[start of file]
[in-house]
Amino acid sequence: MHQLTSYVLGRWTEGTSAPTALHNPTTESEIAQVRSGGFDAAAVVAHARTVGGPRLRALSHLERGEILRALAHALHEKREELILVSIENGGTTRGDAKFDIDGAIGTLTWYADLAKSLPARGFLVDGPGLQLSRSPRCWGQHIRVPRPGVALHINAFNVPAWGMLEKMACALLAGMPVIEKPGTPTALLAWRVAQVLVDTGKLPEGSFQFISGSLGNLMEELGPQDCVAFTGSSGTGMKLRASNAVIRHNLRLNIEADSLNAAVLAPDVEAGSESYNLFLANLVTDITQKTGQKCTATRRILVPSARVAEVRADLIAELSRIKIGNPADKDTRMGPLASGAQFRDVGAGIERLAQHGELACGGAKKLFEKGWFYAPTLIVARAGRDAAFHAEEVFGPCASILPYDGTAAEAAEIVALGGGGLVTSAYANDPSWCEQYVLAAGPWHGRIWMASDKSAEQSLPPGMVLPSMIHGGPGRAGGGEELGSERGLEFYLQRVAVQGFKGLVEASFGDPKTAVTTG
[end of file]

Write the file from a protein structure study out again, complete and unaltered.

[in-house]
Amino acid sequence: MHQLTSYVLGRWTEGTSAPTALHNPTTESEIAQVRSGGFDAAAVVAHARTVGGPRLRALSHLERGEILRALAHALHEKREELILVSIENGGTTRGDAKFDIDGAIGTLTWYADLAKSLPARGFLVDGPGLQLSRSPRCWGQHIRVPRPGVALHINAFNVPAWGMLEKMACALLAGMPVIEKPGTPTALLAWRVAQVLVDTGKLPEGSFQFISGSLGNLMEELGPQDCVAFTGSSGTGMKLRASNAVIRHNLRLNIEADSLNAAVLAPDVEAGSESYNLFLANLVTDITQKTGQKCTATRRILVPSARVAEVRADLIAELSRIKIGNPADKDTRMGPLASGAQFRDVGAGIERLAQHGELACGGAKKLFEKGWFYAPTLIVARAGRDAAFHAEEVFGPCASILPYDGTAAEAAEIVALGGGGLVTSAYANDPSWCEQYVLAAGPWHGRIWMASDKSAEQSLPPGMVLPSMIHGGPGRAGGGEELGSERGLEFYLQRVAVQGFKGLVEASFGDPKTAVTTG